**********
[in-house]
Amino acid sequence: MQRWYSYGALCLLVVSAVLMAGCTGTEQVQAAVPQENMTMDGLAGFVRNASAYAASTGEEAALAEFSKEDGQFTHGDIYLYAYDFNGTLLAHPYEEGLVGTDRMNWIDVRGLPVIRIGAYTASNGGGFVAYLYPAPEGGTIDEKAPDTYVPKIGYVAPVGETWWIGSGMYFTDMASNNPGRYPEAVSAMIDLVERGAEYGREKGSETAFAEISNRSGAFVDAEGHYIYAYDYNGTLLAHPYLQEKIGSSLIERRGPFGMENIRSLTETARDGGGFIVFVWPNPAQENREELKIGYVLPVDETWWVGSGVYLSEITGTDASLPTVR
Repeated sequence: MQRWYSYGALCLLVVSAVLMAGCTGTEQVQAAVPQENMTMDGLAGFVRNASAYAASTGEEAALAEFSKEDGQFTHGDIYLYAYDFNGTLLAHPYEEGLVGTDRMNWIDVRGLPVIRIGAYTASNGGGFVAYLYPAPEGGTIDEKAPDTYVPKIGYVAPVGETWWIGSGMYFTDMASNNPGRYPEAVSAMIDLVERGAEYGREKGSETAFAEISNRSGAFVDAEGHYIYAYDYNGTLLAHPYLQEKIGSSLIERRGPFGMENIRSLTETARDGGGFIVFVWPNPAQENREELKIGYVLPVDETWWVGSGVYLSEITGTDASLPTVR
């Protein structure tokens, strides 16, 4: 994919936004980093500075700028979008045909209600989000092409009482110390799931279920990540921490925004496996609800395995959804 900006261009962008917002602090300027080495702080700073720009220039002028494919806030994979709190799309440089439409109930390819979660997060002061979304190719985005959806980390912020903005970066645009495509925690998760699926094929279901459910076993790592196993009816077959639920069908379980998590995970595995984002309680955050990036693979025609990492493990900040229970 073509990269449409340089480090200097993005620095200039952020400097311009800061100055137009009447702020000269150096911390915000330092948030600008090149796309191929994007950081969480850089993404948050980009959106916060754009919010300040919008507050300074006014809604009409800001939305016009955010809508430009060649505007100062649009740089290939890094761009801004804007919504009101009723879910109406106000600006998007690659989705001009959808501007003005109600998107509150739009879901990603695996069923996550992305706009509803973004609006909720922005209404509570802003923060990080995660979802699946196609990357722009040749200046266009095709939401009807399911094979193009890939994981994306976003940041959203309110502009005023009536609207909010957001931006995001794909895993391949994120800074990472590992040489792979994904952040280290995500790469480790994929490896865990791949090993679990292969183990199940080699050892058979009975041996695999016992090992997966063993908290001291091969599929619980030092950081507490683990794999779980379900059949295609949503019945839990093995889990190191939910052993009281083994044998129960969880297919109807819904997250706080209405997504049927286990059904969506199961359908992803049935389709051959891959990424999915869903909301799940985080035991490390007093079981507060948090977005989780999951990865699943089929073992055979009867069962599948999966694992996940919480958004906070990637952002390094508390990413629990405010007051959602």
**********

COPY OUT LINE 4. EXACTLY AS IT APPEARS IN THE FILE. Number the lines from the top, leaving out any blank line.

């Protein structure tokens, strides 16, 4: 994919936004980093500075700028979008045909209600989000092409009482110390799931279920990540921490925004496996609800395995959804 900006261009962008917002602090300027080495702080700073720009220039002028494919806030994979709190799309440089439409109930390819979660997060002061979304190719985005959806980390912020903005970066645009495509925690998760699926094929279901459910076993790592196993009816077959639920069908379980998590995970595995984002309680955050990036693979025609990492493990900040229970 073509990269449409340089480090200097993005620095200039952020400097311009800061100055137009009447702020000269150096911390915000330092948030600008090149796309191929994007950081969480850089993404948050980009959106916060754009919010300040919008507050300074006014809604009409800001939305016009955010809508430009060649505007100062649009740089290939890094761009801004804007919504009101009723879910109406106000600006998007690659989705001009959808501007003005109600998107509150739009879901990603695996069923996550992305706009509803973004609006909720922005209404509570802003923060990080995660979802699946196609990357722009040749200046266009095709939401009807399911094979193009890939994981994306976003940041959203309110502009005023009536609207909010957001931006995001794909895993391949994120800074990472590992040489792979994904952040280290995500790469480790994929490896865990791949090993679990292969183990199940080699050892058979009975041996695999016992090992997966063993908290001291091969599929619980030092950081507490683990794999779980379900059949295609949503019945839990093995889990190191939910052993009281083994044998129960969880297919109807819904997250706080209405997504049927286990059904969506199961359908992803049935389709051959891959990424999915869903909301799940985080035991490390007093079981507060948090977005989780999951990865699943089929073992055979009867069962599948999966694992996940919480958004906070990637952002390094508390990413629990405010007051959602």